How Andor Will Actually Explore The Title Character

"Rogue One: A Star Wars Story" had quite the rocky start six years ago. With a troubled production and extensive reshoots that fundamentally changed the structure of the film, it could have been a very different "Star Wars" story. But the story that did emerge from all that chaos eventually became a critical and commercial success. And to this day, "Rogue One" has a loyal fanbase. The characters it introduced are beloved in some circles, despite the fact that so little is actually known about them. And though they all technically have spin-off potential, Diego Luna's callous, calculated Rebel spy arguably had the most interesting (and feasible) story to tell.

Cassian Andor was one of the biggest enigmas in "Rogue One." He wasn't the first world-weary revolutionary introduced to the "Star Wars" universe, but through Cassian, "Rogue One" was able to confront the inherent messiness in the Rebellion's war against the Empire for the first time. It wasn't a black and white battle by any means, and Cassian's muddied morals were the perfect way to articulate that. But how exactly did Cassian reach that point? When did his work with the Rebellion begin, and how did he reconcile all those terrible things he did for the cause? 

Fans have wrestled with these questions for years. And before "Andor," the latest series to explore a new chapter of "Star Wars" history, so did Luna himself.

Cassian's dark past

"Star Wars" has always been a product of its era. The original trilogy took inspiration from the Vietnam War, and the prequels paralleled the War on Terror to similar affect. "Andor" is a much grittier extension of George Lucas' original vision, but it wears its influences on its sleeve all the same. It's already drawn comparisons to our current "Trumpian" dystopia, and it's one of the things that excited Luna the most about returning to the world. "This story matters today, in the world we live in," Luna explained at a press conference attended by /Film. "Otherwise I wouldn't care."

The themes of rebellion in decidedly hopeless times couldn't be more relevant today, but Luna was also excited about exploring Cassian's story more thoroughly. The actor and executive producer understood that "Rogue One" wasn't necessarily the place to tell that story, as it was less about its characters than "the event" they all participated in. "You don't get to understand exactly where they come from," Luna continued, "[or] what needed to happen" to bring the events of "Rogue One" into place. But the script definitely left a lot to the imagination:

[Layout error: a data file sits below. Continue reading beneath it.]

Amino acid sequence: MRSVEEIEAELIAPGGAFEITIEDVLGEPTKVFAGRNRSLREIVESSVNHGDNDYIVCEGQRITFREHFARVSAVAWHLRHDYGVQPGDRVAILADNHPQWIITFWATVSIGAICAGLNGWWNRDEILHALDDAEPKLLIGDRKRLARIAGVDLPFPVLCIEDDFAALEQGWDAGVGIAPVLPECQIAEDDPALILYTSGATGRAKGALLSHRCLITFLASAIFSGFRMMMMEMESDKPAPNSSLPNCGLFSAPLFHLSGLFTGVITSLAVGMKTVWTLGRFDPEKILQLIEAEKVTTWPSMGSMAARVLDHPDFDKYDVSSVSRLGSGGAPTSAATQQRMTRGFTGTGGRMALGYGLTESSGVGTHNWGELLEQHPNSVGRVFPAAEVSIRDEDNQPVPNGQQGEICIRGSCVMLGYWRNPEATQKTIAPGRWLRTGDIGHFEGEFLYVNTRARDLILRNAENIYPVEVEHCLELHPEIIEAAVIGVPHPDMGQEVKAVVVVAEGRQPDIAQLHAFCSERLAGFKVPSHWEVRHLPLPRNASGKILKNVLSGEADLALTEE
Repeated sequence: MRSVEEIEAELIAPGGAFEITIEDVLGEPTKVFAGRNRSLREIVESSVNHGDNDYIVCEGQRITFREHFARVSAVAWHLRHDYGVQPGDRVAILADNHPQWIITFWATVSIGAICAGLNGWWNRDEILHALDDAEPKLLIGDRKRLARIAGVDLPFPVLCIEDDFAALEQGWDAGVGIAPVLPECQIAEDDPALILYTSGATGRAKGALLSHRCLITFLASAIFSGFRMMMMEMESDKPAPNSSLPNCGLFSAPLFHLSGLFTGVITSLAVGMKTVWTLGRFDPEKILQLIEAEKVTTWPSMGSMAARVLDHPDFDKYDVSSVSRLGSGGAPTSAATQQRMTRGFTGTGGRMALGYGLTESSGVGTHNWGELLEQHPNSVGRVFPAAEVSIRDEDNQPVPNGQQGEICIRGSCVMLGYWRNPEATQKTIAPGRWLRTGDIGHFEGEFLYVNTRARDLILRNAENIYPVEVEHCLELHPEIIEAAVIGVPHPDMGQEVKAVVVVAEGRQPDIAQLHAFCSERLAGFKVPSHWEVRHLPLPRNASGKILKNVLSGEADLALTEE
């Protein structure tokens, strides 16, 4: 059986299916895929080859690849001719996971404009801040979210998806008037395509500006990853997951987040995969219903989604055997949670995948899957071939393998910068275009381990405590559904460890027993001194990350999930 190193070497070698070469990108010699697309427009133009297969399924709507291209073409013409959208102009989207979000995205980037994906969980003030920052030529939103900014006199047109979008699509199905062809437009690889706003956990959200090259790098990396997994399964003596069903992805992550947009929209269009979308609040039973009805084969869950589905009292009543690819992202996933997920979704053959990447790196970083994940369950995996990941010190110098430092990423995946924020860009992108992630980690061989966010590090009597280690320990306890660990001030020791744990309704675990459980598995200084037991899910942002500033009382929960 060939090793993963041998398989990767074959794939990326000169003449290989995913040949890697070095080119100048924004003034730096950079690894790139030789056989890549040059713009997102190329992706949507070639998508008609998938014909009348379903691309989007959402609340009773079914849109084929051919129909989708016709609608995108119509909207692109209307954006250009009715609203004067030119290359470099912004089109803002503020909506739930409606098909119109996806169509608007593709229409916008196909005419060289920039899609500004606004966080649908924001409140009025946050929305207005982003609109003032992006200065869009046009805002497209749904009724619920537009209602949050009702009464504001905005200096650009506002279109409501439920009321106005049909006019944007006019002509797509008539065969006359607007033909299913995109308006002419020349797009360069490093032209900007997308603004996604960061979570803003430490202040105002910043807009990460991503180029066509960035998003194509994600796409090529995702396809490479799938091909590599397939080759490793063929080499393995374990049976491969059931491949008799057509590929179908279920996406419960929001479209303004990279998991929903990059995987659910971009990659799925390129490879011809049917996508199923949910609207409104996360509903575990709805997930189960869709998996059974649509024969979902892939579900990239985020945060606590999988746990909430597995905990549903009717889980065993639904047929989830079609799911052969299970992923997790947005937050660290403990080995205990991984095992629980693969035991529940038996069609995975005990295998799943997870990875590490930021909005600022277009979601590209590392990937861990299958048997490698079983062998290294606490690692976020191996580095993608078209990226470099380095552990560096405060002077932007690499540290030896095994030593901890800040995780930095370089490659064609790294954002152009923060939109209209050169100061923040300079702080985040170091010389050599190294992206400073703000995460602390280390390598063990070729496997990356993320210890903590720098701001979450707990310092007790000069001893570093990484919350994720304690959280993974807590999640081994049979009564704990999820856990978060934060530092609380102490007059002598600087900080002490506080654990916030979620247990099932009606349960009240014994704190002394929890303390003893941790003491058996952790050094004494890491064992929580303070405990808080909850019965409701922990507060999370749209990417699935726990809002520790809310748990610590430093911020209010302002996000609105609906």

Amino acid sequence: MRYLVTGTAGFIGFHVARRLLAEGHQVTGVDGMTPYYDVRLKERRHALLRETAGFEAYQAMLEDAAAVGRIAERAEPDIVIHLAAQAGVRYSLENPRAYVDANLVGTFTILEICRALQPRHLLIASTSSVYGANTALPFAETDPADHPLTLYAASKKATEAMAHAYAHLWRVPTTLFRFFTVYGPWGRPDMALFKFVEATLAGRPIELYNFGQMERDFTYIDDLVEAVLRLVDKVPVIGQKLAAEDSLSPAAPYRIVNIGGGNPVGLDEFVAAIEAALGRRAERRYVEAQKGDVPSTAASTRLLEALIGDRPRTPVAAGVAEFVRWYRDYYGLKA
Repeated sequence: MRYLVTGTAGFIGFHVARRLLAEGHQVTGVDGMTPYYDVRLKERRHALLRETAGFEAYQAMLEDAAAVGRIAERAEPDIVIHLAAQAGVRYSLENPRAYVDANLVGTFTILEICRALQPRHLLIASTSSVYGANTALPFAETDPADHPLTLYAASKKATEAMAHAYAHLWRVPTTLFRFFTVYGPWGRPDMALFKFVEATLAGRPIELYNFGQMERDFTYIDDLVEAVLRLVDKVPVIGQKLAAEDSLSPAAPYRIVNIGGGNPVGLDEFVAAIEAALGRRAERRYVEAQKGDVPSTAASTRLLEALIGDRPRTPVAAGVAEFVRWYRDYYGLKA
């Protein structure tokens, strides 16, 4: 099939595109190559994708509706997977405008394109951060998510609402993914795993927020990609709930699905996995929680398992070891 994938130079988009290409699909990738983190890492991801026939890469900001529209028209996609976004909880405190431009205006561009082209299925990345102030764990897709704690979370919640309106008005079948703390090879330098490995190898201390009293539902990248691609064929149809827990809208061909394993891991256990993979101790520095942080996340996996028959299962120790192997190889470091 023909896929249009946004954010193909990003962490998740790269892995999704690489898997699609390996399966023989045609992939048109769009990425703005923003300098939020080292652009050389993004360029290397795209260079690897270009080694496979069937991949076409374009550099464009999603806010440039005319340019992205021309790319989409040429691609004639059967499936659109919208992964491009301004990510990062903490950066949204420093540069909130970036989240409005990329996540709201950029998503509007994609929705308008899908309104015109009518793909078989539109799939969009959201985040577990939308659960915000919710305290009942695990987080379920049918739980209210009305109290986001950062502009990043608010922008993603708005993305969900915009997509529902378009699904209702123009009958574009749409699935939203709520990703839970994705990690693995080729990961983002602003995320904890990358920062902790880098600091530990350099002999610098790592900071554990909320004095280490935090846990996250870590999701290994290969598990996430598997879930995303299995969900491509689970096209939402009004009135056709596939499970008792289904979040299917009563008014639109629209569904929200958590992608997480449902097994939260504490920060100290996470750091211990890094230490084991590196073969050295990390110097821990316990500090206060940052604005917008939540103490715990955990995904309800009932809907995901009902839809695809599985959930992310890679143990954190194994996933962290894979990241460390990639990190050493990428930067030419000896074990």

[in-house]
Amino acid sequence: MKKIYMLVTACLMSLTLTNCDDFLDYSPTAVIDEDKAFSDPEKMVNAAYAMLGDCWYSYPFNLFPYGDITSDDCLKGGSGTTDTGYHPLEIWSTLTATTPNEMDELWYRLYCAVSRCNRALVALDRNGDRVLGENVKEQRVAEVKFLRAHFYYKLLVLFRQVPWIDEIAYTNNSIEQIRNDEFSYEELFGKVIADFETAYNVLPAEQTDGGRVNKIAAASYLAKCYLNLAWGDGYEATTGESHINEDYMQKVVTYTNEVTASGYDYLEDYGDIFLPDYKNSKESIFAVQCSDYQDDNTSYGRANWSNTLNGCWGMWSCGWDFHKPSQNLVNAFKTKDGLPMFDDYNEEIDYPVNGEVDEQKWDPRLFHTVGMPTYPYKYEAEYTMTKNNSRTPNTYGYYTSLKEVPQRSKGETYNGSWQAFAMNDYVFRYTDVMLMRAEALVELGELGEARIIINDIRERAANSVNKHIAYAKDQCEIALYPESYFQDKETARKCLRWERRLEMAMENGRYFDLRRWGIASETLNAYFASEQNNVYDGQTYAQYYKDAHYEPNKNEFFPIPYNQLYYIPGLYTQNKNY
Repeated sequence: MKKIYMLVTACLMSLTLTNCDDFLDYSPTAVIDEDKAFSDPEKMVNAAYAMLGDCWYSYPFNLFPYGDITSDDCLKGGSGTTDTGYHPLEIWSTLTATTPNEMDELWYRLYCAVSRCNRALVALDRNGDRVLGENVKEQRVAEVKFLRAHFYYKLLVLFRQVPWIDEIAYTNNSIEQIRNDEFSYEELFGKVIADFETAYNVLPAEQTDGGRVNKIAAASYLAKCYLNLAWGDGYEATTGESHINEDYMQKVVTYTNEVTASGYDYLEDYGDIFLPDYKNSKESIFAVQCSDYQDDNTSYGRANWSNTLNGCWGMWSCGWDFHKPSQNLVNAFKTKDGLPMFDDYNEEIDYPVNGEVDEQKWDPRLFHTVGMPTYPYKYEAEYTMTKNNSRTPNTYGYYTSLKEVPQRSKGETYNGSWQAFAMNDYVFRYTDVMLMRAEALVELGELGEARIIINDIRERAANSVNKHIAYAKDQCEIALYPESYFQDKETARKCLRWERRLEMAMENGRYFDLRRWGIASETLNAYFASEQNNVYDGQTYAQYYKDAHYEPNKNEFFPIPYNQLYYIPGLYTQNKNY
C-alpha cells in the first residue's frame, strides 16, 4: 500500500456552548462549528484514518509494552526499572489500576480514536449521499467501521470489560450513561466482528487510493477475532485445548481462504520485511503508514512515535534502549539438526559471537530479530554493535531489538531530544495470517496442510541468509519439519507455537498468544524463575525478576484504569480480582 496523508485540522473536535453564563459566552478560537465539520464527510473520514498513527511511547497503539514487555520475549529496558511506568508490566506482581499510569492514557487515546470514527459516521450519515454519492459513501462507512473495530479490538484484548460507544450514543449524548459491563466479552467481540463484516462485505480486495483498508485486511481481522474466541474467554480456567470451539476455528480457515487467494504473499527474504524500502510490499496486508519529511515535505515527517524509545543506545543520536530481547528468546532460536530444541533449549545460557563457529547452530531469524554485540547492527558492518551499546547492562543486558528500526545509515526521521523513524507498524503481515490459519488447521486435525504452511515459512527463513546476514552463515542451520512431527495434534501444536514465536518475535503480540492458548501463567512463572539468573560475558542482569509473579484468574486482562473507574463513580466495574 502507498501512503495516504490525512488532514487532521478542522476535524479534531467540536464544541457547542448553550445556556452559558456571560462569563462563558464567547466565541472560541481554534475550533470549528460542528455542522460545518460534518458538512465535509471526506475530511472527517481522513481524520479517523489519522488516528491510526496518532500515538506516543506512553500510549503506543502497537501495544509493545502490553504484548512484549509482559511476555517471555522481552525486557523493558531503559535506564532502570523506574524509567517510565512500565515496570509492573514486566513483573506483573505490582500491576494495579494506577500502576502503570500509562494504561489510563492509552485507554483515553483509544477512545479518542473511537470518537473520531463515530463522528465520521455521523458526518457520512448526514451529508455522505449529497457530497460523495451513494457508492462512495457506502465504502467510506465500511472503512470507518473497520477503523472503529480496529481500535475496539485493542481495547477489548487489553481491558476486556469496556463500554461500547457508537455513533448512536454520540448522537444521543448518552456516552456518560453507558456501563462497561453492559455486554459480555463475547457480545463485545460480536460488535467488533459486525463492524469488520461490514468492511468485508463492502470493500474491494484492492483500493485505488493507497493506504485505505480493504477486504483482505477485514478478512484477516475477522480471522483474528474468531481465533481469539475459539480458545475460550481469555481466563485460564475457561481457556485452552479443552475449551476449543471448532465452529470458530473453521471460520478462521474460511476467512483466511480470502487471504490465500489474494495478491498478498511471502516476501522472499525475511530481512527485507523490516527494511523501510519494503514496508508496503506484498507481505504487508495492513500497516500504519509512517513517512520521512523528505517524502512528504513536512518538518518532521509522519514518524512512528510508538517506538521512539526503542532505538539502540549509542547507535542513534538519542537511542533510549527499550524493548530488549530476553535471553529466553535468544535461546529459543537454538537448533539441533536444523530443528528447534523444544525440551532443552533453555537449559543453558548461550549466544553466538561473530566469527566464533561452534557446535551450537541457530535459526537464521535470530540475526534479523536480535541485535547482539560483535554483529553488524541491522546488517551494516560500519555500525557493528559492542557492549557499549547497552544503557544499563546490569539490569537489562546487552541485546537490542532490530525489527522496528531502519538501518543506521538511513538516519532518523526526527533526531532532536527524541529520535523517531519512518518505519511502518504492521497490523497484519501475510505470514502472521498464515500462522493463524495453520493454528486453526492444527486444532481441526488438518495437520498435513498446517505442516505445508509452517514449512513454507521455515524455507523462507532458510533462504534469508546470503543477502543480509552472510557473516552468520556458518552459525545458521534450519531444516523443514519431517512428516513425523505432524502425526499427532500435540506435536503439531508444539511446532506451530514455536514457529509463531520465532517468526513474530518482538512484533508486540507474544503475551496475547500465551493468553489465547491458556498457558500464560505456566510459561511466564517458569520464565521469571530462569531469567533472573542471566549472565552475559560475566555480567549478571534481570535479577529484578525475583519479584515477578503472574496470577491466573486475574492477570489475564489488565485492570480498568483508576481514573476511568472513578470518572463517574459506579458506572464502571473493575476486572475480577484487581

"[Cassian] says stuff that haunts me in 'Rogue One': that he started the fight when he was six years old. What does that mean, exactly, you know? Why a six year old would miss his childhood and start a fight. That, to me, is really interesting to know. He talks about a dark past, he talks about doing terrible stuff for the Rebellion — what is he referring to? I think that story matters, that story is interesting, and there's a lot of material there for us to play, so I was really excited to be able to go into a journey and give those answers."

'How far can we find Cassian?'

In order to find the answers to Cassian's backstory, "Andor" had to start from the very beginning: From the character's early days on his home planet to his radicalization on an entirely different world. Luna has described "Andor" as "the journey of a migrant," as Cassian witnesses the annexation of his home early in the series, and it informs a massive aspect of his character:

"I always thought of him as a character that has been forced to move. Therefore, he brings a pain that he's carrying that is making him very cynical about life."

Cassian's journey in "Andor" will take him from self-interested cynic to the rebel who doesn't hesitate to lay down his life for the cause in just five years' time. It's not a transition anyone is taking likely — least of all Luna, who wanted to place Cassian as far away from his headspace in "Rogue One" as possible:

"How far can someone be from learning [that] he could be a tool of change? How far can you be from that, and still find your way into acknowledging that you are capable of big stuff? ... It was like, 'How far can we find Cassian?' I wish you see the guy in the first episode and you don't see any possibility of that happening. Exploring that person, and then finding a way to get the clarity of someone that suddenly starts believing ... that goes through a process of acknowledging that articulating something in community can give you enough strength to be useful, and to bring change ... I thought that story matters too much; it's a story I would like to tell to my kids, to my friends. It's a story I would like to see as [an] audience."

"Andor" premieres on September 21, 2022, on Disney+.